Always a topic for robust discussion here at The Standard – here’s part of a speech the Labour Leader gave to the Environmental Defence Society conference today.
Let’s start with climate change.
It’s happening, it will get worse before it gets better, and it demands a response in keeping with the scale of the problem we face. It is the biggest environmental and economic challenge facing the planet.
According to the latest IPCC report, without additional mitigation, we are now facing average global temperature rises of 3.7 to 4.9 degrees Celsius compared to pre-industrial levels by the end of this century.
That’ll mean more extreme weather events, rising and warming seas, more crop failures, unknown impacts on biodiversity and more human hardship.
We face a carbon-constrained future, and we must try and reduce our emissions and accelerate our adaptation.
That’s not a matter of choice. That’s inevitable.
As President Obama put it recently, “we’re the first generation to feel the impact of climate change, and the last generation that can do something about it.”
This isn’t just a technical challenge.
It’s a test of our most fundamental values because how we choose to respond to climate change will affect every facet of our ecosystem, our economy and our daily lives.
The stakes are huge.
If we get this wrong, our environment will be degraded, our economy will suffer, the costs of transition will be much higher and we will leave our children with fewer opportunities than we inherited.
This is something I’ve given a lot of thought to.
As you would expect I would have, given I led the EPMU – the union of miners, oil workers, and aviation for more than a decade.
I know that we need a just transition, that not only meets our responsibilities to the planet, but gives people opportunities to build good lives for themselves and their families.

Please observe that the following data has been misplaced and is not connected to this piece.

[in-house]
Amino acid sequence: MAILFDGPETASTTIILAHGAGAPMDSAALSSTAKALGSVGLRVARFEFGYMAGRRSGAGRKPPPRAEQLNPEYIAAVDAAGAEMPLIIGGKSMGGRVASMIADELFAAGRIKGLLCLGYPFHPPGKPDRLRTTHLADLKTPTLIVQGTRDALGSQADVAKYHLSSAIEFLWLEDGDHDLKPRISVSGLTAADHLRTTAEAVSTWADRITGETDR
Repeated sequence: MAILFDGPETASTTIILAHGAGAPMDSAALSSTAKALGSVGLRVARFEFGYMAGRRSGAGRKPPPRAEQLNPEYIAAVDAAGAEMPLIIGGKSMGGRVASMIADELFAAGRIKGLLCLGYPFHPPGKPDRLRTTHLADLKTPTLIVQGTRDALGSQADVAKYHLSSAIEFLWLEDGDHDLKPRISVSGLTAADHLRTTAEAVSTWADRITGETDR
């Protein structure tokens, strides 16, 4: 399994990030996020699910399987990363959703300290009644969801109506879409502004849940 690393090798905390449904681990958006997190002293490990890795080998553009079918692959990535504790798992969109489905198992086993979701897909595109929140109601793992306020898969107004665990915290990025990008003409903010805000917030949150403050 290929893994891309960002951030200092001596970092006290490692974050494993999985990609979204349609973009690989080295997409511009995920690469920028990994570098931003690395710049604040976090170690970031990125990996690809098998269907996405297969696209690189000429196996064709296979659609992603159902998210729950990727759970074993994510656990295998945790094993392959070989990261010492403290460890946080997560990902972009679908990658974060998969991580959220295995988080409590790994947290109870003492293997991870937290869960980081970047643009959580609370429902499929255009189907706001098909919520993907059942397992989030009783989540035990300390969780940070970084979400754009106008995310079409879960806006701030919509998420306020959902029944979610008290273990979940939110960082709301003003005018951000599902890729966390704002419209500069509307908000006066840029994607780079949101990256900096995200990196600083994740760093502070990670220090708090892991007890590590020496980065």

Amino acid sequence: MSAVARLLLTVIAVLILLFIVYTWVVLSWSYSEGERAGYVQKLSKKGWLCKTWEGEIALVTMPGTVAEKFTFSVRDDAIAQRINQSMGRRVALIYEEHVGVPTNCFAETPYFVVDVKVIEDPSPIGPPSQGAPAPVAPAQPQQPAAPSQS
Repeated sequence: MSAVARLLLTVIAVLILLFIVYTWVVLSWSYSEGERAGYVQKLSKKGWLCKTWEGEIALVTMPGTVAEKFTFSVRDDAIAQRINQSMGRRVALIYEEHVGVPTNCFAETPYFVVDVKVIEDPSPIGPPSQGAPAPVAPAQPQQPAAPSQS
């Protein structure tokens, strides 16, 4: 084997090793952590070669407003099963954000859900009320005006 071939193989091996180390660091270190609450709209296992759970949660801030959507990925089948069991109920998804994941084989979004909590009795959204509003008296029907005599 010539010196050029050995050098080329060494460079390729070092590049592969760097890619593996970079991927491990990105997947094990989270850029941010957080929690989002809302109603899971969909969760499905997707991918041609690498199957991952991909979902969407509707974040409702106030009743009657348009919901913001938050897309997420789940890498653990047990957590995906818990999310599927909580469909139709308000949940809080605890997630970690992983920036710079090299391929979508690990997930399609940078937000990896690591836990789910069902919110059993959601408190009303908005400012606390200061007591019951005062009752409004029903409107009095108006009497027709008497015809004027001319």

We have to meet this challenge.
And we have to do it in a way that protects our way of life and the opportunities we want our people to enjoy.
And as a global citizen, we cannot shirk from our mutual responsibilities to the people of other nations.
Sadly, the current government has its head in the sand, which is especially worrying right now because the sea level is rising.
National says that we’re too small to address this problem.
Instead of a leader on the world stage, they say they want us to be a fast follower.
They tell us addressing climate change is someone else’s job.
I simply don’t accept that.
That isn’t who we are.
When we sit on the sidelines all we do is give comfort to the deniers of climate change.
We’re a better country than that.
Seven years into John Key’s government, its record on the environment and climate change is clear.
New Zealand’s emissions per capita were the 5th highest out of 40 developed nations in 2012.
A recent Global Action Network survey found we had slipped to 43rd out of 58 countries when it comes to reducing our dependence on fossil fuels.
National gutted the Emissions Trading Scheme by removing agriculture which accounts for half of our emissions, leaving it ineffectual.
They’ve put public money into subsidising big emitters by giving them a free ride while taking money out of environmental research programmes.
They’ve watered down our emissions targets to the point where international watchdogs now list New Zealand as a laggard.
Just ask our Pacific neighbours.
Even a modest change in the sea level can flood the supply of fresh water in nations like Tuvalu or Kiribati, making their islands uninhabitable.
Their very survival requires the world, including New Zealand, to take serious action on climate change.
This government’s ‘I’m alright, Jack’ attitude to addressing climate change helps seal the fate of some of our country’s closest friends.
That’s an awful legacy to leave.
That short-termism is something that defines this government. They govern day-to-day, without an eye on the horizon.